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overheating in a 39 special

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<TABLE style="TABLE-LAYOUT: fixed" cellSpacing=0 cellPadding=0 width="100%" align=center height="100%"><TBODY><TR><TD vAlign=bottom width=140 align=left></TD><TD style="WHITE-SPACE: nowrap; OVERFLOW: hidden" vAlign=top><TABLE style="WHITE-SPACE: normal" cellSpacing=0 cellPadding=0 width="100%"><TBODY><TR><TD height=30></TD></TR><TR><TD> I inherited a 39 special from my father when he passed. He had rebuilt the whole car and drove it frequently before he died. The car sat for about 4 years however with a little elbow grease it started and ran fine. I'd take it out for our local memorial day parades and drive it every so often on nice days. He is the problem last year the car overheated during a parade. I stopped ,let it cool down filled it back up with 50/50 water and anti freeze to bring it back home. it overheated again.. I thought maybe I blew the headgasket so I replaced it. Now, The car will run fine all day long at an idle and not over heat if you drive it or keep it at a high idle 1200 rpm the temp gage goes to 220 and the radiator starts to push out steam and water out of the overflow. If I leave it at this speed it will overheat and puke every thing out of the radiator.

I have taken the nose off and I put a radiator from a 40 in a frame secured it and ran the motor same result. I have replaced the following new water pump thermostat and checked out the lower hose to make sure it wasn't collasping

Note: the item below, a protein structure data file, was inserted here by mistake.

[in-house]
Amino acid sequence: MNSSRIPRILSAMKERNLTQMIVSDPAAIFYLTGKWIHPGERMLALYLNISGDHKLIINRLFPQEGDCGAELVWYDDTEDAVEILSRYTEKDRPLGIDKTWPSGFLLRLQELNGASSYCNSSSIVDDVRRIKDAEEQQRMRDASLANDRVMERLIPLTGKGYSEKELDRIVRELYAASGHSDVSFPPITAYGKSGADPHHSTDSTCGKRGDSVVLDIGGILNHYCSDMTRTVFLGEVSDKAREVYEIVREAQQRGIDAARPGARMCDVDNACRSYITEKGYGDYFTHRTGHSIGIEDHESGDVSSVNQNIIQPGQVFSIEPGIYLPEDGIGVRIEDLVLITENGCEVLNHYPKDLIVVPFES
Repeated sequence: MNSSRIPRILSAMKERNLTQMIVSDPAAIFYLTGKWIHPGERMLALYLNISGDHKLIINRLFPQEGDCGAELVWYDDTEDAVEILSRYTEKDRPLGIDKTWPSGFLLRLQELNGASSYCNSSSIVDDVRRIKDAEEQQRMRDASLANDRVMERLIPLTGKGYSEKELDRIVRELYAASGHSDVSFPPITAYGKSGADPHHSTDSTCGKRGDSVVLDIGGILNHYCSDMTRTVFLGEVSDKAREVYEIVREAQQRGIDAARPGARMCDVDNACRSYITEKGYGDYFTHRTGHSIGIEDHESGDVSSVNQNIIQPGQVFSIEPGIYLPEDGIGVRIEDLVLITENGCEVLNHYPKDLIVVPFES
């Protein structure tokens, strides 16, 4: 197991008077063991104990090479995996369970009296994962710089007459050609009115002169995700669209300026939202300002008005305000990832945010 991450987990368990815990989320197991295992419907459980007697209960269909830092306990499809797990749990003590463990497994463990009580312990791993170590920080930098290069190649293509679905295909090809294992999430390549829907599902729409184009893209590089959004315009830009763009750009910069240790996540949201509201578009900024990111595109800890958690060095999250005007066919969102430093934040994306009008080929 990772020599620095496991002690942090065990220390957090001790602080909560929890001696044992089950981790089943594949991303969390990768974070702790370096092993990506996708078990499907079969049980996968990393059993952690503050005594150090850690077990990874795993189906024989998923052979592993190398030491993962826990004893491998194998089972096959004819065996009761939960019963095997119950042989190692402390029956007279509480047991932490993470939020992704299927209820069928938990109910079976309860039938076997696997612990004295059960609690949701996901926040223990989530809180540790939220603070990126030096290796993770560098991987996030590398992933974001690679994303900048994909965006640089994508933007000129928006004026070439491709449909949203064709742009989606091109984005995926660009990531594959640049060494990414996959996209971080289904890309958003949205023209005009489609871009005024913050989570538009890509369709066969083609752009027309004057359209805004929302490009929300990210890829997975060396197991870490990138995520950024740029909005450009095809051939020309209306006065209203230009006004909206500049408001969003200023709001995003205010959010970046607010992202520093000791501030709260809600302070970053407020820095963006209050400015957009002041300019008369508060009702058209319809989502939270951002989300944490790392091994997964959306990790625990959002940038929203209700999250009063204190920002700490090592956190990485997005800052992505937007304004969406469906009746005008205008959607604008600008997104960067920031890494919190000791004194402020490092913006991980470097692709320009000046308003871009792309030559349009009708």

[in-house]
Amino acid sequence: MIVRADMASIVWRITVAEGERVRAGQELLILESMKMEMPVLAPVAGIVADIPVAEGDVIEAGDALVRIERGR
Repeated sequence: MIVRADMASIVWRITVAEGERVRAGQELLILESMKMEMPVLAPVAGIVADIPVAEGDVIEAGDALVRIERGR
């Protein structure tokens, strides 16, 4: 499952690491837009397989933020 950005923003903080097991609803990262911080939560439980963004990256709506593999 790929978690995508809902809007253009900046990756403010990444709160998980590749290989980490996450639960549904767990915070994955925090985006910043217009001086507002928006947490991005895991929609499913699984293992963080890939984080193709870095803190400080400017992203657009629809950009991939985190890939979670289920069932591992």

I have a digital infra red thermometer and when I check the block it stays consistant at 185/ 190 degrees the radiator stays at 160/170 at the bottom and goes up to 190/210 at the top

the car has a bypass hose about 18' long in place of the heater core lines

I remember my dad telling me that these cars had an overheating problem due to the grill design However now I have the nose off I can feel the air passing thru the front of the radiator still it overheats

any thoughts on what I should try next?

It seems the radiator gets hotter then the motor it seems like it comes in in spurts when it starts to run hot kind of puffin out the overfloe tube

I will change the water pump again flush ou tthe radiator and block again I will put in a new thermostat and new radiator cap

I do not see any white smoke coming out of the exhaust or out of the crankcase breather tube

any thoughts on what the heck I am missing? any special tricks? any where I can turn to/for help

thank you

Kurt Bober

294 haddam qtr rd




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Welcome to the 39 Buick world !

See this thread http://forums.aaca.org/f165/boiled-39-anyone-280470.html

I suggest you remove or disguise your email address to stop web scannners (--> junk mail). Also very few people put there home address in a public forum. You can be contacted via private message thru your user name.

Edited by 1939_buick (see edit history)
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What about hot compression gasses getting into the water? Any way you can plug the overflow and put your hand on the filler to see if there is pressure being generated?

Since the block is staying cool, it may be a possibility that the very hot compression gasses are heating the water.

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Sort of........ but there could be other ways for compression gasses to get into the cooling.

A crack or eroded head. I would think a bad head gasket would get worse (bigger gap) and when that happens, water would leak back into the cylinder and you could detect that.